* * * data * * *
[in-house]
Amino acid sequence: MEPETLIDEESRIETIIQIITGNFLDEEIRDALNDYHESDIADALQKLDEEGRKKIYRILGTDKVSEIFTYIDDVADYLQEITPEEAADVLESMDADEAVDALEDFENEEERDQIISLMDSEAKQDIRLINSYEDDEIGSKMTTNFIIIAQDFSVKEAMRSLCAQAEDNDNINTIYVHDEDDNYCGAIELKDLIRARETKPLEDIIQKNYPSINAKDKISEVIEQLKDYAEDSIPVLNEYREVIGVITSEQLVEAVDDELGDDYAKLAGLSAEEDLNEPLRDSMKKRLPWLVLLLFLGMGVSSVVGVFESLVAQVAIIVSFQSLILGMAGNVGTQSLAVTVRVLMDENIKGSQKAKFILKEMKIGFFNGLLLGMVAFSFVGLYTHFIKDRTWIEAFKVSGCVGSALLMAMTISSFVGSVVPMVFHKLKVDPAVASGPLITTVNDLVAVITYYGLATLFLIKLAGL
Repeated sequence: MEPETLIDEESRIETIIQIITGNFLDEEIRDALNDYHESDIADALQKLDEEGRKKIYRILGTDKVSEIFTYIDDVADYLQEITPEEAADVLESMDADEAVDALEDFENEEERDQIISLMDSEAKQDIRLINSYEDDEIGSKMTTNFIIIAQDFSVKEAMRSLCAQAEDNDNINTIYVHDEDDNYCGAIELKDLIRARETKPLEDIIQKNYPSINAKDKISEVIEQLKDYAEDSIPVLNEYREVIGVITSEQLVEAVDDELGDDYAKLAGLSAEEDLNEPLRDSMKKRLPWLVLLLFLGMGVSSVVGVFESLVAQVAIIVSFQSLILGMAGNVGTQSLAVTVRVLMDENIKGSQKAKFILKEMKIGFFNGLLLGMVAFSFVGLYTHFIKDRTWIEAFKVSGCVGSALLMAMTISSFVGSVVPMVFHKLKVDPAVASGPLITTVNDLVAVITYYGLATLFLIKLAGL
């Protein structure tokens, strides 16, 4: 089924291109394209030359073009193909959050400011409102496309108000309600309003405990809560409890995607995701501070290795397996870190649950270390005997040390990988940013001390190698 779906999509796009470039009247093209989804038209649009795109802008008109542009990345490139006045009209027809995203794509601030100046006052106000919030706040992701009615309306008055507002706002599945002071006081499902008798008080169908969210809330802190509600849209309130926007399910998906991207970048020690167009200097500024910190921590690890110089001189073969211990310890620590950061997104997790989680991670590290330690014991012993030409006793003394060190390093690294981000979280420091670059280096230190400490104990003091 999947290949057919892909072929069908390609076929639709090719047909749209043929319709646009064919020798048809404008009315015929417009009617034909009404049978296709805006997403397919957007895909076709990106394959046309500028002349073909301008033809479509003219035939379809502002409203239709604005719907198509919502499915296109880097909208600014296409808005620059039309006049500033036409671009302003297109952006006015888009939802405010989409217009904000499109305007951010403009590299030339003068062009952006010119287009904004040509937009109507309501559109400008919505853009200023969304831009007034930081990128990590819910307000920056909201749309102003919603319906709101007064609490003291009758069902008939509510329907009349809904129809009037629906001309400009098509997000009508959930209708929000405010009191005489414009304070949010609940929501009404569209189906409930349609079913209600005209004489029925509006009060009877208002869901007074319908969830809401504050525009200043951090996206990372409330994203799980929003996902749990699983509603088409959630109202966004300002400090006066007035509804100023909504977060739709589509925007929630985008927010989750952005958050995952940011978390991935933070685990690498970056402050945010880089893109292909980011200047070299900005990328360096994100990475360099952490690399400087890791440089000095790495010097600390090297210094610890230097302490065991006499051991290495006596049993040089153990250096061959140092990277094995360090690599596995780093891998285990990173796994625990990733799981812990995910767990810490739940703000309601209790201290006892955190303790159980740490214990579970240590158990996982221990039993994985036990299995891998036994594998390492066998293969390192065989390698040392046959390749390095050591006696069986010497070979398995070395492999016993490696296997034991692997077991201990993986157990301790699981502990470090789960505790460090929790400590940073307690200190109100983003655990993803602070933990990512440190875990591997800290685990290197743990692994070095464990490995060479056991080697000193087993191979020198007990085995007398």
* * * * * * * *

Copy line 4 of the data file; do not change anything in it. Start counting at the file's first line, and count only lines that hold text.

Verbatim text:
């Protein structure tokens, strides 16, 4: 089924291109394209030359073009193909959050400011409102496309108000309600309003405990809560409890995607995701501070290795397996870190649950270390005997040390990988940013001390190698 779906999509796009470039009247093209989804038209649009795109802008008109542009990345490139006045009209027809995203794509601030100046006052106000919030706040992701009615309306008055507002706002599945002071006081499902008798008080169908969210809330802190509600849209309130926007399910998906991207970048020690167009200097500024910190921590690890110089001189073969211990310890620590950061997104997790989680991670590290330690014991012993030409006793003394060190390093690294981000979280420091670059280096230190400490104990003091 999947290949057919892909072929069908390609076929639709090719047909749209043929319709646009064919020798048809404008009315015929417009009617034909009404049978296709805006997403397919957007895909076709990106394959046309500028002349073909301008033809479509003219035939379809502002409203239709604005719907198509919502499915296109880097909208600014296409808005620059039309006049500033036409671009302003297109952006006015888009939802405010989409217009904000499109305007951010403009590299030339003068062009952006010119287009904004040509937009109507309501559109400008919505853009200023969304831009007034930081990128990590819910307000920056909201749309102003919603319906709101007064609490003291009758069902008939509510329907009349809904129809009037629906001309400009098509997000009508959930209708929000405010009191005489414009304070949010609940929501009404569209189906409930349609079913209600005209004489029925509006009060009877208002869901007074319908969830809401504050525009200043951090996206990372409330994203799980929003996902749990699983509603088409959630109202966004300002400090006066007035509804100023909504977060739709589509925007929630985008927010989750952005958050995952940011978390991935933070685990690498970056402050945010880089893109292909980011200047070299900005990328360096994100990475360099952490690399400087890791440089000095790495010097600390090297210094610890230097302490065991006499051991290495006596049993040089153990250096061959140092990277094995360090690599596995780093891998285990990173796994625990990733799981812990995910767990810490739940703000309601209790201290006892955190303790159980740490214990579970240590158990996982221990039993994985036990299995891998036994594998390492066998293969390192065989390698040392046959390749390095050591006696069986010497070979398995070395492999016993490696296997034991692997077991201990993986157990301790699981502990470090789960505790460090929790400590940073307690200190109100983003655990993803602070933990990512440190875990591997800290685990290197743990692994070095464990490995060479056991080697000193087993191979020198007990085995007398």